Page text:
McCall’s most recent appearance came in January 2015, when he was outpointed by top contender John Lineker.

For more on the upcoming UFC schedule, check out the UFC Rumors section of the site.

 

Filed under: News, UFC
Source: MMA Junkie

Bellator 182's Chidi Njokuani on why he wouldn't encourage his kids to become fighters

http://link.brightcove.com/services/player/bcpid4621179066001?bckey=AQ~~,AAAABvaL8JE~,ufBHq_I6FnxR-PQW_F3sm5QdUbP7D6E9&bctid=5544178283001
Filed under: Bellator, News, Radio Highlight, Videos

After a slew of health issues, UFC flyweight Ian McCall recently opened about being afraid of the long-term damage that a career in MMA could end up causing to his brain.

McCall didn’t place the blame of his issues entirely on the sport. But, in a chat on “The MMA Hour”, he did question his decision to even go down that career path in the first place. Revealing episodes that ranged from “out-of-nowhere crying” and rage, McCall cited the case of Chris Benoit – the pro-wrestler who committed suicide after murdering his wife and child – to explain his fears.

While not many fighters have been as candid and open about it, it’s hard to believe that most of them haven’t at least stop to consider the possible repercussions of their day-to-day routines at some point.

Bellator 182’s Chidi Njokuani, at least, can certainly say he has. A lot. And while he won’t go so far as to say he regrets his career choice – which has done “a lot of good” for him – he wouldn’t exactly recommend it to his loved ones.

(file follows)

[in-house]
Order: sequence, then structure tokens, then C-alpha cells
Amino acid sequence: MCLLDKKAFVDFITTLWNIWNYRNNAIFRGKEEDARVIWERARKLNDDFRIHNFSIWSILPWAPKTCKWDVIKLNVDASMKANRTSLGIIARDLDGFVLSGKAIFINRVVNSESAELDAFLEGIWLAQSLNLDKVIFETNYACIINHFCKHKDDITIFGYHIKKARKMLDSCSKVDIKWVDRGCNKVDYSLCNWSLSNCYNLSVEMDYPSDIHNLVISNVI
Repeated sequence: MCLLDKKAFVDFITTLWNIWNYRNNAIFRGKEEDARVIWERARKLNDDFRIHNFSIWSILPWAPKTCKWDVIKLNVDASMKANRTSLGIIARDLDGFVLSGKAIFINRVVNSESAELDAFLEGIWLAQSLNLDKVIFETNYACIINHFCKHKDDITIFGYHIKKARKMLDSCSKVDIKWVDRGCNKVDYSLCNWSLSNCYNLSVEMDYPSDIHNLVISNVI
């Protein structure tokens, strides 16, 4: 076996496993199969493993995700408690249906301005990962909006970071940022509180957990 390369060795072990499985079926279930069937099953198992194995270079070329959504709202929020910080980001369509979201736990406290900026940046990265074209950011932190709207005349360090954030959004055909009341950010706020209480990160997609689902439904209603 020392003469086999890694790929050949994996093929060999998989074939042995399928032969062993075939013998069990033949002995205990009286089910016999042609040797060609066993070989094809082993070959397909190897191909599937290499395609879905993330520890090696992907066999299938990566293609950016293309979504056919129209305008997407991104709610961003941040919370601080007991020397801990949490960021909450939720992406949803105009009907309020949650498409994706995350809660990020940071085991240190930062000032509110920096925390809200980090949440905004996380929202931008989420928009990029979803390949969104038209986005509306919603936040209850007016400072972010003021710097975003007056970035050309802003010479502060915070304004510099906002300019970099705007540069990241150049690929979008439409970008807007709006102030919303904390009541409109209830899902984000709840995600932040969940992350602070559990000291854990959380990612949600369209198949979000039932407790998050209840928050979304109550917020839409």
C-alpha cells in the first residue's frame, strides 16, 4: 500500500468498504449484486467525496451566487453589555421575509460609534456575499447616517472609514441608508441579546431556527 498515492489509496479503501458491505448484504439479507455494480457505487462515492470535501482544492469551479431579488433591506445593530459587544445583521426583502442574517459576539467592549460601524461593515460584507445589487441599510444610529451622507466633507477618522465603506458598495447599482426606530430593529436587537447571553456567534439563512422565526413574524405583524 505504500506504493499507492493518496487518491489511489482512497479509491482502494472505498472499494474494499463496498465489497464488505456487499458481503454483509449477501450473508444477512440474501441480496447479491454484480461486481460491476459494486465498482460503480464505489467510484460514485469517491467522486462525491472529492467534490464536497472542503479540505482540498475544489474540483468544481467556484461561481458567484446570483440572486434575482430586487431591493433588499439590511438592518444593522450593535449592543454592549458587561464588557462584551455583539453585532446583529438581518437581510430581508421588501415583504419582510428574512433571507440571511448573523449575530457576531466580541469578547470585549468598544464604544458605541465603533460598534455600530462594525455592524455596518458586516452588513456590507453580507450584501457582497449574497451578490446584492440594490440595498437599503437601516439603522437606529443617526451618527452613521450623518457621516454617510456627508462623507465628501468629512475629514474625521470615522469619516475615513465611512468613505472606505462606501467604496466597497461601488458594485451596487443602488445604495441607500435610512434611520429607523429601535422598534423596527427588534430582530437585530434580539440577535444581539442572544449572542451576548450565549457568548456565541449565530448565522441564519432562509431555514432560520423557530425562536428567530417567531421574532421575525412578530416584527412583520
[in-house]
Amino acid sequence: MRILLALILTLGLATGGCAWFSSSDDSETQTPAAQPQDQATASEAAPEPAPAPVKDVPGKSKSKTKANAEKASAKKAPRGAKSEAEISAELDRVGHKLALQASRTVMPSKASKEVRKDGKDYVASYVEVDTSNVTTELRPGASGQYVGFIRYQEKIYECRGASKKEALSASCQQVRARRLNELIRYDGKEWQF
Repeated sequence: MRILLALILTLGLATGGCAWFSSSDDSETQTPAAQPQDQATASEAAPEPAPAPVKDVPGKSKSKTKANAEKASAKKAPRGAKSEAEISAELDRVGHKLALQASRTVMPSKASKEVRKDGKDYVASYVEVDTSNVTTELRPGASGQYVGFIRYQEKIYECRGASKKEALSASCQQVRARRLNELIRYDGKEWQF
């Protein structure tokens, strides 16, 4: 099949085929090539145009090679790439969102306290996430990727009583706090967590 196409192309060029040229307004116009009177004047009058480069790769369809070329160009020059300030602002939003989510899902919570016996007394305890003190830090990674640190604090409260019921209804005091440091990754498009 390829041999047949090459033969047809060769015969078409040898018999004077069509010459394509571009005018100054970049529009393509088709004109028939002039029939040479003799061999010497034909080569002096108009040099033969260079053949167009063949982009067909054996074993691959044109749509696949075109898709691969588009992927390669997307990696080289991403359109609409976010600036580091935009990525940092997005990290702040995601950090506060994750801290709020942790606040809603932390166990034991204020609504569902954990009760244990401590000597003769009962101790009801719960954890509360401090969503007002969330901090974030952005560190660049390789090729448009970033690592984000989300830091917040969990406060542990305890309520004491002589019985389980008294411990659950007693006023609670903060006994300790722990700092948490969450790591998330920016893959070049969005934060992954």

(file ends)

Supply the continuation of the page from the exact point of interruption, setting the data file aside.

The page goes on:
“I think about the boxers that are dying recently,” Njokuani told MMAjunkie Radio. “It’s crazy to me. For instance, if I were to have a kid, if they were trying to get into fighting, I’d encourage them not to. But I’m not just going to go out and say it’s the worst thing to be doing. But I think about it a lot.”

Njokuani (17-4-1 MMA, 4-0 BMMA), who enters the Aug. 25 headliner with former Bellator champion Andrey Koreshkov (19-2 MMA, 10-2 BMMA) on the strength of a nine-fight unbeaten streak, says these concerns have had direct implications not only on his training, but also on the way he goes about taking shots.

“I see people in the gym getting dropped left and right,” Njokuani said. “And it’s like, that can’t be good for them. It can’t be good, getting rocked, taking a little break and then jumping back into sparring. It goes through my mind a lot.

“At the same time, it helps me work on my defense, too. I’m constantly trying not to get hit. Not that I’m afraid of getting hit, (but) I just know the damage that it can do to you.”

To hear more of Njokuani’s thoughts, including his expectations for Bellator 182’s headliner, check out the video above.

And for more on Bellator 182, check out the MMA Rumors section of the site.